Sewing on Elastic

Many fashions today use elastic waistbands. The elastic is visible and it not covered by fabric.

Use a stretch needle to sew the elastic. This will keep the little knobs of elastic from popping up.

Happy sewing.

Bi-level Topstitch Foot

This interesting little foot works quite well on binding quilts. A new type of foot where the bottom edges are not level. This helps when the fabrics you are sewing aren’t the same height. I am using it for binding quilts although there must be many other uses.

When I first tried this foot, I thought it was backwards but of course, it was just me. It is designed to allow the bulk of the quilt to be on the left side of the machine.

The two quilts that I bound with this foot are going to be used a lot and needed a strong edge. Not being sure of my sewing skills, I sewed the binding to the wrong side and then wrapped it to the right side, where I could see I was sewing in the correct spot.

My first quilt, was a double side baby blanket, one side flannel and one side cotton fabric without any batting. I sewed the binding to the wrong side and brought the binding to the top side and sewed in place. Did the back look as good as the front? No, but it wasn’t to bad. If you are off it’s important to use a thread color to match your backing. The second one was good on both sides.

The last picture shows both side of the quilt which look the the same of both side.

For Creative Vision Users: The 6.2 menu for specialty feet has lots of stitches that work with this foot. I used the 6.2.1 but I think next time I will adjust the stitch or select another one.

It helps to sew on the edge of the binding, not the quilt as that will make the back and front of the quilt match. This isn’t for heirloom quilts but it will work for everyday quilts that will get a lot of use. Please post if you have thoughts about this foot.

Happy Sewing (Hi Son)

Pfaff Creative Vision Toggle Icon

Creative Vision (from here out known as the CV) has a wonderful Icon button. Just in case someone reading this doesn’t know what a toggle icon is I will try and explain. (It is icon that will change from one function to another and then back again as it is touched.) Kind of cute really.

We have one on the CV, although I must admit I have used this machine for quite a while and didn’t know it was there. I will try and explain.

The first picture shows a straight stitch with the width button on the left and the length button on the right. We know on a straight stitch, then if we change the width button, we are moving the needle position, as there isn’t any width to a straight stitch.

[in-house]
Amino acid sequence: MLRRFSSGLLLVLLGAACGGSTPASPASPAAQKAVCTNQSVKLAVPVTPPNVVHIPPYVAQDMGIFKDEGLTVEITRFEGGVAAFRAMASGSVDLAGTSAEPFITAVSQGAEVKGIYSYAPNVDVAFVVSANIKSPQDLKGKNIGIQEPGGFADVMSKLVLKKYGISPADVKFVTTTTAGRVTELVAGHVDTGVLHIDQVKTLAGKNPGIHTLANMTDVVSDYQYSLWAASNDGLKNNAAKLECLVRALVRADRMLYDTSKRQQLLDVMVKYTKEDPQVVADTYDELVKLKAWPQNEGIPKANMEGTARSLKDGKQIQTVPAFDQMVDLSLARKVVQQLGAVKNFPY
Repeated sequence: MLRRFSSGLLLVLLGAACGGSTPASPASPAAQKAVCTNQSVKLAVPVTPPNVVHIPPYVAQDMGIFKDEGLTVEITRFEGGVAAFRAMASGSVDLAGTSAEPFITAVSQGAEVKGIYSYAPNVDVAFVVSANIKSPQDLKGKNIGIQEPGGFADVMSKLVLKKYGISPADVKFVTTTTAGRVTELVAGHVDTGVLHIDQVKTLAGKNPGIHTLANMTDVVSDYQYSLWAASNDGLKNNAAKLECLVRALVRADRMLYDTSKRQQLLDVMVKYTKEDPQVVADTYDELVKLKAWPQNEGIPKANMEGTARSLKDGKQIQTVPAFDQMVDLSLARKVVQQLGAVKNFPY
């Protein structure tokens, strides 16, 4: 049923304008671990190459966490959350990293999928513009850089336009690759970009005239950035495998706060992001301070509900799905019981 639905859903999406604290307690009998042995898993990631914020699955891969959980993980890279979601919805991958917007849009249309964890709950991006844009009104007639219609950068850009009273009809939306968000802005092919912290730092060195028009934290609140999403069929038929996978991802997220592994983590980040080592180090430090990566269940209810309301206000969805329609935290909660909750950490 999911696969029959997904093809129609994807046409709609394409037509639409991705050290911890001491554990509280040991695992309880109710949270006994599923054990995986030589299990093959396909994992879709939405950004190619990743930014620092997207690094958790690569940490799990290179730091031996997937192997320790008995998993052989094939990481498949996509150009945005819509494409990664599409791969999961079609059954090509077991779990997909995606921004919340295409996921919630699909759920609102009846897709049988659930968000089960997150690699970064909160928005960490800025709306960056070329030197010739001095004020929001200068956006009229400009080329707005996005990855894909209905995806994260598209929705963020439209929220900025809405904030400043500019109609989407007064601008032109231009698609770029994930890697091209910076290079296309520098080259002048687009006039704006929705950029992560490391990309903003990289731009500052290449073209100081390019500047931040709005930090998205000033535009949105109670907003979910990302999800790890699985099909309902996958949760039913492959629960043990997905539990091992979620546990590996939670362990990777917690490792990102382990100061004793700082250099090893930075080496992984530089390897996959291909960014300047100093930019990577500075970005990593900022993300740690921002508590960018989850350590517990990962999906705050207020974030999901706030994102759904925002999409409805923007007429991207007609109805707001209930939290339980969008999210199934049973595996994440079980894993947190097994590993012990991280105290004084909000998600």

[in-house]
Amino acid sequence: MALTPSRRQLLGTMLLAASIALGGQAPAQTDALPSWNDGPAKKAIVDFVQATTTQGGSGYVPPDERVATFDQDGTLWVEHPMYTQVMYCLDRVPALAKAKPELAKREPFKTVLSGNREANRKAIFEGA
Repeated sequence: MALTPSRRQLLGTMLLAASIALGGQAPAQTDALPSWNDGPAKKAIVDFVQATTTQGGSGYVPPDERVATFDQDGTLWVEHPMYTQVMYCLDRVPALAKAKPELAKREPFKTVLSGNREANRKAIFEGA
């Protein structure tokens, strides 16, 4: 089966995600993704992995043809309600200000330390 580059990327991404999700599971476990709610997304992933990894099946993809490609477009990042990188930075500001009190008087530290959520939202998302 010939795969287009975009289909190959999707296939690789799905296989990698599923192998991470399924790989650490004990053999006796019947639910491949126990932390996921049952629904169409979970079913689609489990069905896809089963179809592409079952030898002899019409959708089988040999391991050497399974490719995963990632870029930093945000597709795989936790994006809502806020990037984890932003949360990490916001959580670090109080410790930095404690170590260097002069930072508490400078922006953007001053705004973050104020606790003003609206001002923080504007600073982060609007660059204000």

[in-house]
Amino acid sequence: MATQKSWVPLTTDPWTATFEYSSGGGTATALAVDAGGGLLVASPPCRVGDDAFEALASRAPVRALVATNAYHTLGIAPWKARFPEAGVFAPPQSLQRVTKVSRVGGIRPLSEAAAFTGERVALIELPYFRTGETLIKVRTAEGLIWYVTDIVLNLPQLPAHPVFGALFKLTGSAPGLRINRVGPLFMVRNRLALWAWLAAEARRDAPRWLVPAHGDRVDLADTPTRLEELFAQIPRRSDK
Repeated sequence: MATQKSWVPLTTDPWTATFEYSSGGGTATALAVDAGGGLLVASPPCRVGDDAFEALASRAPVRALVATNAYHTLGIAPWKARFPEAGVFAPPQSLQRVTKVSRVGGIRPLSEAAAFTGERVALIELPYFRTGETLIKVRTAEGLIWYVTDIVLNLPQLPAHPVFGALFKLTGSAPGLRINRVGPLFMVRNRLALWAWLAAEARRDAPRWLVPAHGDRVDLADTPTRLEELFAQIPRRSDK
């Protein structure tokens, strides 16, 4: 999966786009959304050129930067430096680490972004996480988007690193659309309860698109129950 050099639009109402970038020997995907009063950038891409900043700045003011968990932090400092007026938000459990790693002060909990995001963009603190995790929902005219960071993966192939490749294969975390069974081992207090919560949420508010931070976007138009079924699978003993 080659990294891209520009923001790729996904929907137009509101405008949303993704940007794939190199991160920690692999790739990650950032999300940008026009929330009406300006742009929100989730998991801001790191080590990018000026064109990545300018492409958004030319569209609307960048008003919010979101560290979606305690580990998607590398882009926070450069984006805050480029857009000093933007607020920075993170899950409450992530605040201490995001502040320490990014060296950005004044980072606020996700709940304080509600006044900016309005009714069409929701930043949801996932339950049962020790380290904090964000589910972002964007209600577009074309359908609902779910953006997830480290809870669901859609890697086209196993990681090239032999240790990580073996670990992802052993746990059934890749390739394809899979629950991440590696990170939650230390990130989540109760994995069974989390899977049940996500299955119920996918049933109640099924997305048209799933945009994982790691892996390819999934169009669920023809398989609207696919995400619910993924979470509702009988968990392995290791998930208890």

Picture #2 shows the zig zag stitch 1.1.5 at it’s default size. We also know we can change the width by using the left hand button.

But now look at picture #3. It shows the same stitch, same size but it’s position has changed. The stitch will sew closer to the right, as the stitch has been moved closed to the right which will sew closer to the right edge of the pressure foot. Look closely and you can see that the width button is pushed in and now shows a different icon. So by touching and toggling back and forth on decorative stitches, we have the option to not only change the width but also where it stitches. How fun………
Toggle Switch Pushed In

Maybe we have more of these but I’m not sure. Help anyone?

It’s Sunday night and my son may be checking to see if I am posting to this site so I must hurry and get something going.

Oh yes, Happy Sewing, and Carl enjoyed watching the race last night.

Quick Quick Hem

Have you ever needed to hem jeans or cuffs and know it will be hard, if not impossible to replicate the hem. This technique commonly used on jeans also works well for other ready made items. The jacket below was made with french terry.Tuck folded to take up the extra lenght in sleeve.

To do this technique, you will be making a tuck above the hem and sewing the tuck right above the hem that was on the original garment. The tuck is folded into the sleeve and checked to see if the new length is correct.



Baste the tuck together being careful  to only baste the tuck.  If you are fearless you can try just pinning. 

Sew The Tuck




Trim the fabric that you have tucked and finish the raw edges.  If it is a knit,it isn’t necessary to finish the raw edge.

Final Hem


The original hem is the still there.  That is the stitching that is visible.  It is a cover stitch but part of the sleeve blocks the view